In silence, they continued for the better part of the night, stopping occasionally to listen for signs of pursuit. After several stops Kaplyn decided they were finally safe; he collapsed where he stood, breathing a sigh of relief.
“I’m shattered,” the big man said, sitting down across from Kaplyn with his back against a trunk. Dark rings circled his eyes and he looked barely able to stand. “My name’s Lars,” he said, holding out his hand. Kaplyn shook it.
“Kaplyn,” he returned.
“I’m grateful you came along when you did.”
“What happened?” Kaplyn whispered.
Lars shook his head. “I was foolish enough to enter the wood, that’s what happened! They must have seen me as an easy target, armed only with a walking staff. I put up a fight but when the second man fell, their leader went wild, ordering me to be taken alive. Their numbers overwhelmed me.”
The two men fell silent for a moment, each listening to the night noises, trying to discern if they were being followed. Above, an owl hooted and then there was silence.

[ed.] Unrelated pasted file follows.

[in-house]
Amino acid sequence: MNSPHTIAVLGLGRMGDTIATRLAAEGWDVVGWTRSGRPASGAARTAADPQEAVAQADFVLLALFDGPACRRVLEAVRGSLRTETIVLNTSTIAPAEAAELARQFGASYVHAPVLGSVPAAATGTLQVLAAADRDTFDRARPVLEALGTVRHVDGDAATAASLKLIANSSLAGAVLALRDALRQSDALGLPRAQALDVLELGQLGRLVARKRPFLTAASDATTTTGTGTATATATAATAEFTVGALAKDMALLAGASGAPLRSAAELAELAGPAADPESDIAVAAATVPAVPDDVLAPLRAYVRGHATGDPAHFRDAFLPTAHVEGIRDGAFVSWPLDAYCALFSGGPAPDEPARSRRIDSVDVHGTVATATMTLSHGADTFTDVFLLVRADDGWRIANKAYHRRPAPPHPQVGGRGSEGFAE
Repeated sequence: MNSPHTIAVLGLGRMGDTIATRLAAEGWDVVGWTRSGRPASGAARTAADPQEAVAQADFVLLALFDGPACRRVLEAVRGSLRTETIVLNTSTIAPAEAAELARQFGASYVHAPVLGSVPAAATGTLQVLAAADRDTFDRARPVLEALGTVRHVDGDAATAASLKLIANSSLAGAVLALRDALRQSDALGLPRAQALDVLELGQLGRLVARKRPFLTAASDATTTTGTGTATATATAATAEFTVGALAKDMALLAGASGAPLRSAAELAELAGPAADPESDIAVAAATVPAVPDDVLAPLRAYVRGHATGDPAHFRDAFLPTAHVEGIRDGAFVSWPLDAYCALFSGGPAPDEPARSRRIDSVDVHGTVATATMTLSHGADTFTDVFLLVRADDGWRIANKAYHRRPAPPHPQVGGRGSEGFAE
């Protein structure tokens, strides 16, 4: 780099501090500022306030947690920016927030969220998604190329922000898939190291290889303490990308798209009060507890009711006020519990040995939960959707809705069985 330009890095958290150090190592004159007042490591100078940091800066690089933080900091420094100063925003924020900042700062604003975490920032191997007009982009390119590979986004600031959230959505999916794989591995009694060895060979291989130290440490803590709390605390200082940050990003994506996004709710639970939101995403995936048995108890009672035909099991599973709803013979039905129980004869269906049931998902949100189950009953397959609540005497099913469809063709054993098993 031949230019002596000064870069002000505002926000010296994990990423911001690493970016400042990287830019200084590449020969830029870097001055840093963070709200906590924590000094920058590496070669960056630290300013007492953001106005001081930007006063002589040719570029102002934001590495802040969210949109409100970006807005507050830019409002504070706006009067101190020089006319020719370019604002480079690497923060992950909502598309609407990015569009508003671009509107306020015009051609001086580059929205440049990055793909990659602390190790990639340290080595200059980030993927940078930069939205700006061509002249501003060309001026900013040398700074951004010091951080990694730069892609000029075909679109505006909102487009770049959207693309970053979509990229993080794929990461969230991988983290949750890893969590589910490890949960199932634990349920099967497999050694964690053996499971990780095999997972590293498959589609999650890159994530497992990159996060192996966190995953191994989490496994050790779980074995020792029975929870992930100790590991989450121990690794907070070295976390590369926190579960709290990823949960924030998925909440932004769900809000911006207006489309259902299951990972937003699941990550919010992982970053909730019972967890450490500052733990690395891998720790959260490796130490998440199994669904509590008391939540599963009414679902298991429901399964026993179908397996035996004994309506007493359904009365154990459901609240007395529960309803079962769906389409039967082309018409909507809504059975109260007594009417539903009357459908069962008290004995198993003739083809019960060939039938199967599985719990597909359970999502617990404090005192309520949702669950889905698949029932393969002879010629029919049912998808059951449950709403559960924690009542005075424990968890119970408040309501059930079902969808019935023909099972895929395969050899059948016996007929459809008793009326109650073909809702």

“I’ve never seen anyone with blond hair before. Where are you from?”
“Gorlanth, it’s far across the sea.”
“I’ve never heard of it.”
Lars nodded. “Not many people have. Few Allunders even know land exists across the sea. A storm keeps all but the bravest captain close to the shore. Every day I pray to return home, to my wife and son.”
Kaplyn saw the hurt reflected deep within his eyes. In respect for the other man’s need for silence he turned his thoughts to their predicament, estimating that about half the night remained. “We need to leave,” he announced at last.
“Can’t we rest here, for a while at least? After all it would be safer continuing in the morning, when it’s light.”
Kaplyn was not so sure. The wood made him nervous and he was keen to leave. He conceded, however, that it was more dangerous travelling in the dark.